You can read the entire paper here or just turn on a fan.
via Physorg

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At TechCrunch Disrupt NYC back in April, former Facebook exec-turned-venture capitalist, Chamath Palihapitiya delivered a deflating critique of the tech industry – in particular, the quality of its startups. Had he been issuing a report card, the Tech World would have gotten an “F,” with an extra side of “shame.” His frustration seemed to emanate principally from the fact that “Big Ideas” are few and far between in the industry today. Rather than aiming high, he intoned, entrepreneurs seem content to reach for low-hanging fruit despite the diminishing returns inherent to that approach.

While Big Ideas may not be at all-time high, today’s news brings some assurance that they are still alive and well in the tech industry – and that there’s even capital to support them, for-profit or not. Watsi, a Y Combinator-backed healthcare crowdfunding platform, is tackling one of the biggest: That more than one billion people can’t afford (or don’t have access to) adequate medical services. Even Chamath would likely agree that falls in the “Big Idea” camp.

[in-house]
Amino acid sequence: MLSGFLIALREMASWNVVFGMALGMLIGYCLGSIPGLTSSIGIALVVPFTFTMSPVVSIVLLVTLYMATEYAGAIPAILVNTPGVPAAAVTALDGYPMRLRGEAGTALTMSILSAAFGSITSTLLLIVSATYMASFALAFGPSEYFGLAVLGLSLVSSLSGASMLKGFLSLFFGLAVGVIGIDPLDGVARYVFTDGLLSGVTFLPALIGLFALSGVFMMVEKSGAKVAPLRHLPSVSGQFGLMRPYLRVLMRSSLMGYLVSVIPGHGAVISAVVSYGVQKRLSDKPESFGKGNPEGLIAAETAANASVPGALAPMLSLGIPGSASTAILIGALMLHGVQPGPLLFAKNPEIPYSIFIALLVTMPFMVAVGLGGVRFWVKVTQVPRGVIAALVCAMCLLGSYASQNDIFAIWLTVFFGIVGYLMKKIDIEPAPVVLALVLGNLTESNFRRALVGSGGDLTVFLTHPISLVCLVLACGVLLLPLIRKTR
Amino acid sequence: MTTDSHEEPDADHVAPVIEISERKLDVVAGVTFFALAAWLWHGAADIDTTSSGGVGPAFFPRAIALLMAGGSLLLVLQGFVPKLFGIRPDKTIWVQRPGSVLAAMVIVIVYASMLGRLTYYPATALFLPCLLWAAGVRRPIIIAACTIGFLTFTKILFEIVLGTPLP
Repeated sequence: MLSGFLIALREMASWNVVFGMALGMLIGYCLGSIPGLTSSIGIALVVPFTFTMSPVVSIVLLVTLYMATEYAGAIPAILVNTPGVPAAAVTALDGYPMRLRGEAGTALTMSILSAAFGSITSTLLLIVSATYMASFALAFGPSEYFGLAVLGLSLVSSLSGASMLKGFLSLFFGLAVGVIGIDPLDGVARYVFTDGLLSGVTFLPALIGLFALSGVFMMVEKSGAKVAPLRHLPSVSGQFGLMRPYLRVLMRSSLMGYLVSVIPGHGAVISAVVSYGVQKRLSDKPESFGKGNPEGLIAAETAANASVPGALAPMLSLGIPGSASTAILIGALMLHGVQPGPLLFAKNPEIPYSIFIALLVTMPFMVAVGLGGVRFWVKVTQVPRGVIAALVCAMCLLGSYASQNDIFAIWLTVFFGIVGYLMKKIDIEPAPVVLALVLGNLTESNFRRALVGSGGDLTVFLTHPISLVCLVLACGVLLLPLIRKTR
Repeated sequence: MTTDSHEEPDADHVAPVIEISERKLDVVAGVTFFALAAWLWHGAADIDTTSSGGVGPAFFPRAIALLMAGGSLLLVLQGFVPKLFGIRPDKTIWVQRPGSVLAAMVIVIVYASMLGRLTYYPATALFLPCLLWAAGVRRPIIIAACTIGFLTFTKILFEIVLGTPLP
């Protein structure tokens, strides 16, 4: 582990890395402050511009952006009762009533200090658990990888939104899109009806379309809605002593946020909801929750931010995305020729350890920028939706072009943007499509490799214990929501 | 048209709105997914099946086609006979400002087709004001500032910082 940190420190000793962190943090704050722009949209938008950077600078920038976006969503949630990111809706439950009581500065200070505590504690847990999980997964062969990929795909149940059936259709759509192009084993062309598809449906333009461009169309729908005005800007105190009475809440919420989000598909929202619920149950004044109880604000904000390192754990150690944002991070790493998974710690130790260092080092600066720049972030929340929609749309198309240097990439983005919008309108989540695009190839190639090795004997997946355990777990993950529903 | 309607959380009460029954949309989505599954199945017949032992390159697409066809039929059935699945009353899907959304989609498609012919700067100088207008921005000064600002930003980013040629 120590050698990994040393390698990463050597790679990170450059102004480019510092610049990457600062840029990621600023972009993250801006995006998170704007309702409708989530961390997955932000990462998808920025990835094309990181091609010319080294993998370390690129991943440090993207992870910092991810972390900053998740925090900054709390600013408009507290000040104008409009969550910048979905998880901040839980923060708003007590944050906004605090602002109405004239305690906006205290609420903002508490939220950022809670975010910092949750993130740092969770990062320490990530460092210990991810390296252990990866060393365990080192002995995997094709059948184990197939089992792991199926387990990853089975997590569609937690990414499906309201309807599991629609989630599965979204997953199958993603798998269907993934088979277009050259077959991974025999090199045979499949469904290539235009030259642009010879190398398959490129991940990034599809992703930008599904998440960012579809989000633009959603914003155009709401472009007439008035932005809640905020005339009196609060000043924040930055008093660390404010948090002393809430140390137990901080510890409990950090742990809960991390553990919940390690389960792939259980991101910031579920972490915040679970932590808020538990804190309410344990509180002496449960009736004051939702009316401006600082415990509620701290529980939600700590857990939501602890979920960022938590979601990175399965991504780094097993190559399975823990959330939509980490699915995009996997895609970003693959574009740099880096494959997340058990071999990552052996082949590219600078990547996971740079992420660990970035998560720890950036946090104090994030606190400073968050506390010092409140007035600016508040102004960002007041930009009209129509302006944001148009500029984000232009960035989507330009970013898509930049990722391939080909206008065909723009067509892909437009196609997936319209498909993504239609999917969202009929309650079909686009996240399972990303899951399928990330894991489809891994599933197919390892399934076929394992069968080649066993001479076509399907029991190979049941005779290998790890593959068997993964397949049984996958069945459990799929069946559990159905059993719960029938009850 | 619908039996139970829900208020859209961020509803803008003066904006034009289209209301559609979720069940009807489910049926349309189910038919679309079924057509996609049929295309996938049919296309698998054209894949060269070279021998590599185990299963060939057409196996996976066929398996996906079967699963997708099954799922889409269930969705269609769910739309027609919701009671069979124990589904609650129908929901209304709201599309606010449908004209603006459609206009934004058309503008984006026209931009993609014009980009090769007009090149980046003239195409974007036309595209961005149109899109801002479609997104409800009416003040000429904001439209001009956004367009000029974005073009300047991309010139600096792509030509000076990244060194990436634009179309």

Today, the non-profit crowdfunding platform announced that it has raised $1.2 million in what is its first round of financing, or “philanthropic seed round,” as the startup is calling it. Granted, if Watsi is setting its sights high, than $1.2 million will only be a drop in the bucket compared to the capital and resources it will need if it truly hopes to make a difference at scale.